The Family and Childcare Trust and Joseph Rowntree Foundation have published their report: Creating an anti-poverty childcare system. The report contrasts the research evidence and policies - which say that high quality childcare improves outcomes for children - with the reality of our current system which is failing to deliver for the poorest families. The report highlights that:
only half of eligible two-year olds receive their entitlement to free childcare in a graduate-led setting (an important indicator of quality)
families in the poorest areas are the least likely to have access to flexible childcare, which restricts opportunities for parents to work or access training
the system of support for the cost of childcare is complicated for parents and fails to incentivise those on low incomes to work.
The report recommends:
investment in a more qualified early years workforce, paid in line with staff in schools who currently earn up to 68 per cent more
investment in local services to deliver an entitlement to flexible daycare
more of the state subsidies directed at service providers, as the most effective way to deliver access to high quality childcare.
Dr. Sally Smith, Chief Executive of Peeple, welcomes the report. She says:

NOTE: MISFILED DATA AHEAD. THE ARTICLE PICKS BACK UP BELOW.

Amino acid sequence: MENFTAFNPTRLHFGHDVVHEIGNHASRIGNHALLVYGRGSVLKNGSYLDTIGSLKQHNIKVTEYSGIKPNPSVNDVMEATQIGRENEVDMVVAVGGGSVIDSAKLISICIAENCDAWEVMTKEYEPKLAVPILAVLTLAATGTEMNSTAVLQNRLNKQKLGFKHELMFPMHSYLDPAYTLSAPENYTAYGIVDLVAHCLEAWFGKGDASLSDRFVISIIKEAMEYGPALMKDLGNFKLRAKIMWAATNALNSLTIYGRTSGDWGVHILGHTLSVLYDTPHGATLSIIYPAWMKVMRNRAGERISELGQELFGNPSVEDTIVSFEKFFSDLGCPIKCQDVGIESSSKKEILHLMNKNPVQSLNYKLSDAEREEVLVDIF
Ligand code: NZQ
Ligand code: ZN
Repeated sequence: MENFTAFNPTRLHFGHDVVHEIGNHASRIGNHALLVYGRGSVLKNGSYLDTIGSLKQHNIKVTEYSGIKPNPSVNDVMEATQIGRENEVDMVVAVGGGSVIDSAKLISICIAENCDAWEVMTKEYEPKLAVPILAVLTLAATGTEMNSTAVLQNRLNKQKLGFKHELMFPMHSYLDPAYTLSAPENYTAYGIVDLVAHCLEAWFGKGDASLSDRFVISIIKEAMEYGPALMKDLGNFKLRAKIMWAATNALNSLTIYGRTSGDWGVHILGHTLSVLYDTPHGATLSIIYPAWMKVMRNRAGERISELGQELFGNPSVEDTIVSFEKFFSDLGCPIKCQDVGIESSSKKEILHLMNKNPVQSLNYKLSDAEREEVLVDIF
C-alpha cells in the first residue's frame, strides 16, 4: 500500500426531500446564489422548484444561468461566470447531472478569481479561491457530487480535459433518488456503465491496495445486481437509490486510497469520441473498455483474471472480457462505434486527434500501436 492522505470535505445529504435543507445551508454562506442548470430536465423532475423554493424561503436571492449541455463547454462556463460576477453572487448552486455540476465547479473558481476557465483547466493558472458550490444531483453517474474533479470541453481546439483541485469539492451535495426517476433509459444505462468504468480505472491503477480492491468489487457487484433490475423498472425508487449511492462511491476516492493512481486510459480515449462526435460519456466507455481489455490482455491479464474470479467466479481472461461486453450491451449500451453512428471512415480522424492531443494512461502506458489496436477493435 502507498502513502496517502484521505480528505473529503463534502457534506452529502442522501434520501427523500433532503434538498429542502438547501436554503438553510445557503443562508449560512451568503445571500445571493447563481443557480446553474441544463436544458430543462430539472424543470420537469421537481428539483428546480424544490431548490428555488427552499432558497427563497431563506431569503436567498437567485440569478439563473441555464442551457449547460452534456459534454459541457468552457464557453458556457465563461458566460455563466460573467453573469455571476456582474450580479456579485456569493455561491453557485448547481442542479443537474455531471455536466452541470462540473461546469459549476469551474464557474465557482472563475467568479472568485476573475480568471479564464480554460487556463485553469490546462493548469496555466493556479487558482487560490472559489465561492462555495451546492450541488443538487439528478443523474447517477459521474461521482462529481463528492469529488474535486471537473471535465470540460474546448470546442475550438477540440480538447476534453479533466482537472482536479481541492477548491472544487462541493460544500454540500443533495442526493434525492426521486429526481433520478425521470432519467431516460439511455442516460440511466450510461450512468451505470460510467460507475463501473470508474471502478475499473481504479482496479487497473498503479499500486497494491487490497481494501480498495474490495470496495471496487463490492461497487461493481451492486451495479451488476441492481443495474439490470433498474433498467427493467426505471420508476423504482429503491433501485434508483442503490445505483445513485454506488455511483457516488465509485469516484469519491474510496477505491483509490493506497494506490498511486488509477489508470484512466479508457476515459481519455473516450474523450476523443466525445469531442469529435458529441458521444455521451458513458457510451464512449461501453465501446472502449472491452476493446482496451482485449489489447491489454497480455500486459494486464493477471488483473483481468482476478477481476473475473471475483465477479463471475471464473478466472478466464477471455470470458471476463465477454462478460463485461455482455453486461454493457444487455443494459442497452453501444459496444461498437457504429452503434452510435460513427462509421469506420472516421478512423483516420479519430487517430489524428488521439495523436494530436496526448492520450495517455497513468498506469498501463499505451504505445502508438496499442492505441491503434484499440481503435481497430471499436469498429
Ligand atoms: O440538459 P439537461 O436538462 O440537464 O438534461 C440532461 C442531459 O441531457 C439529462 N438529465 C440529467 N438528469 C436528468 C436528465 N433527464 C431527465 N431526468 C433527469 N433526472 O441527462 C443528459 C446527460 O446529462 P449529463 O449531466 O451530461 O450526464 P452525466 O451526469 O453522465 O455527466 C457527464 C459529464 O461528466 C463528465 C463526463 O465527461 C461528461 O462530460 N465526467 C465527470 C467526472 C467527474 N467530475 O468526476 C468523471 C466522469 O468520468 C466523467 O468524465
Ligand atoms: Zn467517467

“There is no question that better quality and more accessible and affordable childcare will directly improve child outcomes and provide the means to allow families to work their way out of poverty. Quality settings also engage effectively with parents to support them with ideas and information about how they can encourage their children’s learning and development as part of everyday life at home – because the home learning environment makes a big difference to how well children do.”
“However quality doesn’t come cheap – early years professionals need excellent training, not just in working with children but also with parents – and they need to be paid fairly. This is simply impossible with the current level of funding for childcare. If the recommendations in this excellent report are to be met, then the Government needs to move beyond its rhetoric about the importance of early years and make a serious investment in our sector.”